San Luis Obispo’s financial future can go two ways: It can enjoy a surplus of unallocated money at the fingertips of the City Council for future spending or face a more than $7 million budget shortfall.
The deciding factor will be whether voters approve renewing a half-cent increase in the sales tax. Originally approved by voters in 2006, it’s set to expire in 2014.
The City Council has yet to decide whether it will put the renewal of that measure on the ballot. A five-year fiscal forecast of the city’s $54.8 general fund paints a picture of arecovering economy as key revenue sources such as sales tax and transient occupancy tax rebound and property tax stabilizes.
After a year of grueling negotiations with employee groups that will result in a $3.2 million annual savings, the city will enter the 2013-14 fiscal year with $5 million more than budgeted.
Never miss a local story.
If revenues continue to grow, that surplus will increase to $6.6 million by fiscal year 2017-18 — but only if voters renew Measure Y, the half-cent increase. If not, the added sales tax will cease April 1, 2015.
The city, as the budget is projected now, would then be spending $7.3 million more a year than it is bringing in. That budget shortfall would grow to a cumulative $19.7 million in the 2017-18 fiscal year.
Currently about $2.6 million of Measure Y funds are spent annually on operating costs related to employees including police staff and the fire marshal.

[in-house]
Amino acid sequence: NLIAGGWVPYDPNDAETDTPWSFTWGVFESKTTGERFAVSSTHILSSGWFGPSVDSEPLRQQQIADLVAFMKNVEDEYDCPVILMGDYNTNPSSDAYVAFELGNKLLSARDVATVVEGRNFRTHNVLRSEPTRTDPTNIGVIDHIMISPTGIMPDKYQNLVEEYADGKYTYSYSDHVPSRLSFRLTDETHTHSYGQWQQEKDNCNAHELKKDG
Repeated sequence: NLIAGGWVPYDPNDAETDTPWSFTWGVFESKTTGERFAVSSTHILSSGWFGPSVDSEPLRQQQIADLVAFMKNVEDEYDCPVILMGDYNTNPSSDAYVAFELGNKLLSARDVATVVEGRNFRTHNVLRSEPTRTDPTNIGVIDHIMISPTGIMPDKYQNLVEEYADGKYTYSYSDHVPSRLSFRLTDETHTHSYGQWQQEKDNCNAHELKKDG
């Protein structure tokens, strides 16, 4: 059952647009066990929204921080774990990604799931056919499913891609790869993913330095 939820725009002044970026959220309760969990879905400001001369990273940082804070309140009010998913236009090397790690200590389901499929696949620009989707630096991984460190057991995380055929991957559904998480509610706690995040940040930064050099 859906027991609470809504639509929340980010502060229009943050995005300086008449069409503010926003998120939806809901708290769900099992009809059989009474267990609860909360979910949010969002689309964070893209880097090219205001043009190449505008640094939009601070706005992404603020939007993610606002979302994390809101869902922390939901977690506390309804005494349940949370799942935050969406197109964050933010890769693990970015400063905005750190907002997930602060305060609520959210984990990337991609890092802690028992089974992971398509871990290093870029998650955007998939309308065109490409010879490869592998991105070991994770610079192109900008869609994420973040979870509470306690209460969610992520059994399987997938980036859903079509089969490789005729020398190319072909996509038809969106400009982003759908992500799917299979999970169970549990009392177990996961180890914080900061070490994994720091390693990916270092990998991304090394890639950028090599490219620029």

City Manager Katie Lichtig said those staff members are tied directly to services that would not have otherwise been an option if the added sales tax didn’t exist.
The five-year budget forecast, presented to the City Council this week, is meant to provide an overview of the budget in coming years as the city prepares to adopt the 2013-15 budget.
“We are trying to provide context to the council and the community about the trade-offs that will be necessary and the magnitude of them if Measure Y sunsets,” Lichtig said.
Councilman Andrew Carter praised the 2011 passage of Measures A and B that changed how pay and benefits for San Luis Obispo employees are decided as a critical tool in getting the city budget into the black.
Carter said one noteworthy achievement was reducing employee costs to 75 percent of city operating costs versus the 80 percent it was before.
A community forum will be held Jan. 8 at the Ludwick Community Center to set spending goals for the next two-year budget.
Reach AnnMarie Cornejo at 781-7939. Stay updated by following @a_cornejo on Twitter.